Salvini Rejects ‘Substituting 10 Million Italians’ With Migrants, Backs Family-Friendly Policies Instead

Head of Italy's far-right League party, Matteo Salvini gestures towards supporters at the start of a rally against the government on October 19, 2019 in Rome. (Photo by Tiziana FABI / AFP) (Photo by TIZIANA FABI/AFP via Getty Images)
TIZIANA FABI/AFP via Getty Images

Populist firebrand Matteo Salvini said that the demographic problems facing Italy and other Western nations cannot be solved through mass migration, declaring that he refuses to see “ten million Italians” substituted with migrants.

League party leader Matteo Salvini argued that instead of replacing millions of Italians with foreign migrants, he supports family-friendly policies to encourage Italians to have more children.

“My objective is to give economic serenity to Italians to encourage them to have children,” Salvini told The Guardian. “I refuse to think of substituting ten million Italians with ten million migrants.”

The former deputy prime minister emphasised the importance of increasing native births over immigration, previously stating in 2018 while still in government that “a country which does not create children is destined to die”.

The Italian populist is set to travel to Warsaw next month to show solidarity with Poland, which is currently struggling to protect its own border from large numbers of migrants trying to illegally cross from Belarus.

Salvini suggested that the “shock” of the crisis might end up being useful, explaining: “I think that Europe is realising that illegal immigration is dangerous.”

While he clarified that small levels of immigration could be acceptable — such as taking in child refugees from war-torn countries like Syria and Afghanistan — the League leader said he had no interest in uncontrolled immigration.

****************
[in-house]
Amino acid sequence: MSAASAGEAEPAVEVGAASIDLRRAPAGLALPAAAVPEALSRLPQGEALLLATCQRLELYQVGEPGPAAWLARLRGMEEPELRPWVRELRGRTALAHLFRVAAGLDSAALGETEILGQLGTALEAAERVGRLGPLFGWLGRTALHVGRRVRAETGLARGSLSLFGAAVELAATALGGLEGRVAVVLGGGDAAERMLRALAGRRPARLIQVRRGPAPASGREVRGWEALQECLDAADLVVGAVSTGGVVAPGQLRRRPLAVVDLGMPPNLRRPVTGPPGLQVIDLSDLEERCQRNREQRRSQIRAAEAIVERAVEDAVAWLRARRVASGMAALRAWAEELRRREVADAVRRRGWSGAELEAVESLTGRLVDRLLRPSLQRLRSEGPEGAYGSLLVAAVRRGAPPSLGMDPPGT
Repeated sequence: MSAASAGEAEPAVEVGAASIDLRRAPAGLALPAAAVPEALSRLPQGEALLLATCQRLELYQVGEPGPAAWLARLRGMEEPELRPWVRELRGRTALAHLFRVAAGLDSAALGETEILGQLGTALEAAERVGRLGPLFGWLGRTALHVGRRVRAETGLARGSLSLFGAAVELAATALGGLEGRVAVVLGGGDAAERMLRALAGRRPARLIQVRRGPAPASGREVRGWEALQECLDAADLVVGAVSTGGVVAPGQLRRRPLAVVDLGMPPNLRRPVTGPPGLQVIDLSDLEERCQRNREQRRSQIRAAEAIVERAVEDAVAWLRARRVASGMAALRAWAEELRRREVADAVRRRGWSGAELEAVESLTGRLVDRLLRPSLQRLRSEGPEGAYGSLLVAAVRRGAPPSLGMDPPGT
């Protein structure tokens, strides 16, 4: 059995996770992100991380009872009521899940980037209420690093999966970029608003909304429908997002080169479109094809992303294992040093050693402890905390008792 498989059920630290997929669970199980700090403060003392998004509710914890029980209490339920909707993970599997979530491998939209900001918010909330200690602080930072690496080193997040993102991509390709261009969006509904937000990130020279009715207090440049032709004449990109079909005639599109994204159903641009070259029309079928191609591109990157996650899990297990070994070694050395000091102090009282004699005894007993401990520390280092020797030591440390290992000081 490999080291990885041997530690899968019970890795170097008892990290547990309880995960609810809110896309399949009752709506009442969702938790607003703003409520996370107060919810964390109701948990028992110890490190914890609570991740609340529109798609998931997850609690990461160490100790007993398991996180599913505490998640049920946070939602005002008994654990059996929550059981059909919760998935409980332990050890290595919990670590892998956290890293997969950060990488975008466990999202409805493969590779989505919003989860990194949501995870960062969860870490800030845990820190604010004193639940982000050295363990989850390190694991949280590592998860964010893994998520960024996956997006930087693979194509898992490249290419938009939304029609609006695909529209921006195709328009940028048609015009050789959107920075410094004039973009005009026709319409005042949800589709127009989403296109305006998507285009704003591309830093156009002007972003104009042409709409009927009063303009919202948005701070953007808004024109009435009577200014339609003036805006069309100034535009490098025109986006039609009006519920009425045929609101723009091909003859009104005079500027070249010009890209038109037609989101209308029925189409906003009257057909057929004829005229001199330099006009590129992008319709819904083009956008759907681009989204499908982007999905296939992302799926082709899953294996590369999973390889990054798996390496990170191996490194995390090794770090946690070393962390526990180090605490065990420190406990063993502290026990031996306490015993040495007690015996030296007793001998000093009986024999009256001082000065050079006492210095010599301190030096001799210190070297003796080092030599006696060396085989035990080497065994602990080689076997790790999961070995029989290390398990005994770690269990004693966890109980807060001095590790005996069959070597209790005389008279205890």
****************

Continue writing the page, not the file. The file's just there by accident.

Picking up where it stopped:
“What I don’t want is them arriving on boats, that’s a mess,” Salvini concluded.

The statement from the former deputy prime minister comes as Italy’s native birth rate has plummeted to historic lows, with foreigners accounting for around nine per cent of its total population as of 2019.

Matteo Salvini, who has repeatedly emphasised the importance of family values in Italy, is far from the only European leader to stress the importance of boosting birth rates rather than relying on increased immigration to keep populations steady.

Hungarian Prime Minister Viktor Orbán, for example, has implemented a number of measures designed to raise the native birth rate. Married couples can apply for loans of up to around €30,000, the interest of which is suspended should they have a child within five years, and the loan is totally written off if the couple has a third child.

Women who have four or more children also no longer have to pay income tax, and IVF treatment is also being offered by the government free of charge. Orbán has pledged to refund income taxes to families in 2022 as well.

The wide variety of pro-family policies implemented by Hungary appears to have had an effect. Birth rates rose by about 5 per cent in the first half of 2020, despite rates in other countries being suppressed by the pandemic.

Poland has also implemented measures to raise the number of births, such as introducing a “maternal pension” for women who have four or more children, as well as introducing payments to parents for every child they have after their first.

The issue of birth rates is also set to become a hot topic during the upcoming French presidential election next year.

France saw one of its lowest birth rates on record since the end of the Second World War in 2020. The centre-right Republicans, centrist Democratic Movement (MoDem), and the centre-right Agir parties have all promised to release proposals to tackle the country’s declining birth rate.

The United Kingdom is also facing a “baby shortage“, with Britain’s birth rate dropping to nearly half that seen during the post-war baby boom, according to a recent report by the Social Market Foundation (SMF).

“Many other liberal democracies are exploring the use of policies like cash payments to parents, more generous parental leave and cheaper childcare to make it easier for those that want children to have them,” Aveek Bhattacharya, chief economist at the SMF said in September.

“Here in the UK, we should consider the merit of these policies – not least because they would bring many other benefits to parents, children and wider society,” Bhattacharya added.

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